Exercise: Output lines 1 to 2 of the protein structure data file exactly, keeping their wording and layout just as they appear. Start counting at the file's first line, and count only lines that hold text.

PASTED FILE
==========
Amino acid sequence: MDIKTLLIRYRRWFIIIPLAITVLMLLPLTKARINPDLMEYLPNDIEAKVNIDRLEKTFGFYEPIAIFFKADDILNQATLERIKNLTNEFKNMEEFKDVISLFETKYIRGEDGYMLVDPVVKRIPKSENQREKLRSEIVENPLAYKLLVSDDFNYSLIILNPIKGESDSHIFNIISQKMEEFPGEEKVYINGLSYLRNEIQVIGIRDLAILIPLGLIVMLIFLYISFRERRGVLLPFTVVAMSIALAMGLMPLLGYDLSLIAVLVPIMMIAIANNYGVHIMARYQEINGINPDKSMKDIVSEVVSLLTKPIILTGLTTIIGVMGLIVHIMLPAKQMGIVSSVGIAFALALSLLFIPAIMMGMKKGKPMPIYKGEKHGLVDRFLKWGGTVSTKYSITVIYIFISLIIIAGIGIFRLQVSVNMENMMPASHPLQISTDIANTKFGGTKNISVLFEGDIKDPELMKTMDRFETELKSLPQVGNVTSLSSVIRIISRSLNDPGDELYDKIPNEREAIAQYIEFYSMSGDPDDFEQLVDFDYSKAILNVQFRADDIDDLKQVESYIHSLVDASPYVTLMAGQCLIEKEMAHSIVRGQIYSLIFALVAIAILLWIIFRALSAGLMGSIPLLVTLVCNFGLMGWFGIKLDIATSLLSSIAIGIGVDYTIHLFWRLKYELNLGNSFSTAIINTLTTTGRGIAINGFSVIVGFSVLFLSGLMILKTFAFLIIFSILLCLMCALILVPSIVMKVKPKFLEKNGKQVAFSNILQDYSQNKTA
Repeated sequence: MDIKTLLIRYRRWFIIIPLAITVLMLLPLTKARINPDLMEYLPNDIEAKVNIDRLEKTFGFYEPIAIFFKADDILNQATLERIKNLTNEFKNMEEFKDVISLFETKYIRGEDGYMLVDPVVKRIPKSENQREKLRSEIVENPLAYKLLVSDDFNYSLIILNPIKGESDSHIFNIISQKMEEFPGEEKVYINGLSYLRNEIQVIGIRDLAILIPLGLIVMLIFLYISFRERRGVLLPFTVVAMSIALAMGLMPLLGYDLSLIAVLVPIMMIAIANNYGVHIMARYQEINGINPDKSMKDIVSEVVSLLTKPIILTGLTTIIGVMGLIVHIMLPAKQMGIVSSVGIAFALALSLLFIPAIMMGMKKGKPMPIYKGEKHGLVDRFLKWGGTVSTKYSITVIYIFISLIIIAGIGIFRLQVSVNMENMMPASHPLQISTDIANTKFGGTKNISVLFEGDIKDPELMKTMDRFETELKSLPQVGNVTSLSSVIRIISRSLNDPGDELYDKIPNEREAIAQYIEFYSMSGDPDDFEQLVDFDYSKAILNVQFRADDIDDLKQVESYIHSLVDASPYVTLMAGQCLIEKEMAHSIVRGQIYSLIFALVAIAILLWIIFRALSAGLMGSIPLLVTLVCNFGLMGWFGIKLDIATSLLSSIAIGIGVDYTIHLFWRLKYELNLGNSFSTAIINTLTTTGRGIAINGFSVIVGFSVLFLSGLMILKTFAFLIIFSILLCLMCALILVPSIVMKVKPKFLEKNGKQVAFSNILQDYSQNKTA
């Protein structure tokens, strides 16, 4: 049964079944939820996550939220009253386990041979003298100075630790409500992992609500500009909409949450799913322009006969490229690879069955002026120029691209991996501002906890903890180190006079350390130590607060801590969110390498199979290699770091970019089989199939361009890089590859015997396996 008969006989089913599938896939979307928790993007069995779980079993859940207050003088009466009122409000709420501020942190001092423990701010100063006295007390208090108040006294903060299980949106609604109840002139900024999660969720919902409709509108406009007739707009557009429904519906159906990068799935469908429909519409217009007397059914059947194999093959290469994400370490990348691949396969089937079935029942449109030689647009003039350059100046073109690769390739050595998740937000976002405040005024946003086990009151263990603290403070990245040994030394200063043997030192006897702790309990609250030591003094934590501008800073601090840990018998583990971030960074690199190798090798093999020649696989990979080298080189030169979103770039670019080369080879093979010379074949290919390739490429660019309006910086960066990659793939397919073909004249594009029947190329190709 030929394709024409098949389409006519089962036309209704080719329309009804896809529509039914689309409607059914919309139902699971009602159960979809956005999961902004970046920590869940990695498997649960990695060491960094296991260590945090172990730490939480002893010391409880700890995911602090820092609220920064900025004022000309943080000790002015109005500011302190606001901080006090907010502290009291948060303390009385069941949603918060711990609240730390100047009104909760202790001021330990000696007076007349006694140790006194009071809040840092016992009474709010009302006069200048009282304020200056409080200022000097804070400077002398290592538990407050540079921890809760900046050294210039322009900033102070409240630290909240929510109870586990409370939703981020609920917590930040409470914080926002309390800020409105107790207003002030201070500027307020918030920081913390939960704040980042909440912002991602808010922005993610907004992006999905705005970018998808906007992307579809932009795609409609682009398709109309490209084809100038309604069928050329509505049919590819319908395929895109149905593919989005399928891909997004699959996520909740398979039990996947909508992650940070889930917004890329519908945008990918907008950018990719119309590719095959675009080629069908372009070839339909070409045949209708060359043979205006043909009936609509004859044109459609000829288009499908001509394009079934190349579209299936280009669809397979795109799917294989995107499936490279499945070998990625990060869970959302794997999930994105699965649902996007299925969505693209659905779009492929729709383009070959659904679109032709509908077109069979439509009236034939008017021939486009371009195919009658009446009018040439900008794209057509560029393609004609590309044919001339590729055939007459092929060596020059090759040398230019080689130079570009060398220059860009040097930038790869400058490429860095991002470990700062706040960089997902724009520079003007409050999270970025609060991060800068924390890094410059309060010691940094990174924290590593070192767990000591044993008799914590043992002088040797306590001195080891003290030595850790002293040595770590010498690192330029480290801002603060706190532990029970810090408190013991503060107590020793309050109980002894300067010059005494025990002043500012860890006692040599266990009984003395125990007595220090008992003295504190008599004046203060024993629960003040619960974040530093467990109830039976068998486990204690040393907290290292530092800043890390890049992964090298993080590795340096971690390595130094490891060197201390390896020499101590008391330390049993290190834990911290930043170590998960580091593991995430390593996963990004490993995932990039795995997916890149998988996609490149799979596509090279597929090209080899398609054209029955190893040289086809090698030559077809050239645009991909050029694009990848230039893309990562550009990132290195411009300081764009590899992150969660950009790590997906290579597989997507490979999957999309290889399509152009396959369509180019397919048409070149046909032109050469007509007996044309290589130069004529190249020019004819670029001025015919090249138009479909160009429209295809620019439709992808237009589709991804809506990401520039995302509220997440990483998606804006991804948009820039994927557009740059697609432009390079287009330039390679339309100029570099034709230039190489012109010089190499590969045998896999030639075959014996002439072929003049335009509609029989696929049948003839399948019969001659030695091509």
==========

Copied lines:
Amino acid sequence: MDIKTLLIRYRRWFIIIPLAITVLMLLPLTKARINPDLMEYLPNDIEAKVNIDRLEKTFGFYEPIAIFFKADDILNQATLERIKNLTNEFKNMEEFKDVISLFETKYIRGEDGYMLVDPVVKRIPKSENQREKLRSEIVENPLAYKLLVSDDFNYSLIILNPIKGESDSHIFNIISQKMEEFPGEEKVYINGLSYLRNEIQVIGIRDLAILIPLGLIVMLIFLYISFRERRGVLLPFTVVAMSIALAMGLMPLLGYDLSLIAVLVPIMMIAIANNYGVHIMARYQEINGINPDKSMKDIVSEVVSLLTKPIILTGLTTIIGVMGLIVHIMLPAKQMGIVSSVGIAFALALSLLFIPAIMMGMKKGKPMPIYKGEKHGLVDRFLKWGGTVSTKYSITVIYIFISLIIIAGIGIFRLQVSVNMENMMPASHPLQISTDIANTKFGGTKNISVLFEGDIKDPELMKTMDRFETELKSLPQVGNVTSLSSVIRIISRSLNDPGDELYDKIPNEREAIAQYIEFYSMSGDPDDFEQLVDFDYSKAILNVQFRADDIDDLKQVESYIHSLVDASPYVTLMAGQCLIEKEMAHSIVRGQIYSLIFALVAIAILLWIIFRALSAGLMGSIPLLVTLVCNFGLMGWFGIKLDIATSLLSSIAIGIGVDYTIHLFWRLKYELNLGNSFSTAIINTLTTTGRGIAINGFSVIVGFSVLFLSGLMILKTFAFLIIFSILLCLMCALILVPSIVMKVKPKFLEKNGKQVAFSNILQDYSQNKTA
Repeated sequence: MDIKTLLIRYRRWFIIIPLAITVLMLLPLTKARINPDLMEYLPNDIEAKVNIDRLEKTFGFYEPIAIFFKADDILNQATLERIKNLTNEFKNMEEFKDVISLFETKYIRGEDGYMLVDPVVKRIPKSENQREKLRSEIVENPLAYKLLVSDDFNYSLIILNPIKGESDSHIFNIISQKMEEFPGEEKVYINGLSYLRNEIQVIGIRDLAILIPLGLIVMLIFLYISFRERRGVLLPFTVVAMSIALAMGLMPLLGYDLSLIAVLVPIMMIAIANNYGVHIMARYQEINGINPDKSMKDIVSEVVSLLTKPIILTGLTTIIGVMGLIVHIMLPAKQMGIVSSVGIAFALALSLLFIPAIMMGMKKGKPMPIYKGEKHGLVDRFLKWGGTVSTKYSITVIYIFISLIIIAGIGIFRLQVSVNMENMMPASHPLQISTDIANTKFGGTKNISVLFEGDIKDPELMKTMDRFETELKSLPQVGNVTSLSSVIRIISRSLNDPGDELYDKIPNEREAIAQYIEFYSMSGDPDDFEQLVDFDYSKAILNVQFRADDIDDLKQVESYIHSLVDASPYVTLMAGQCLIEKEMAHSIVRGQIYSLIFALVAIAILLWIIFRALSAGLMGSIPLLVTLVCNFGLMGWFGIKLDIATSLLSSIAIGIGVDYTIHLFWRLKYELNLGNSFSTAIINTLTTTGRGIAINGFSVIVGFSVLFLSGLMILKTFAFLIIFSILLCLMCALILVPSIVMKVKPKFLEKNGKQVAFSNILQDYSQNKTA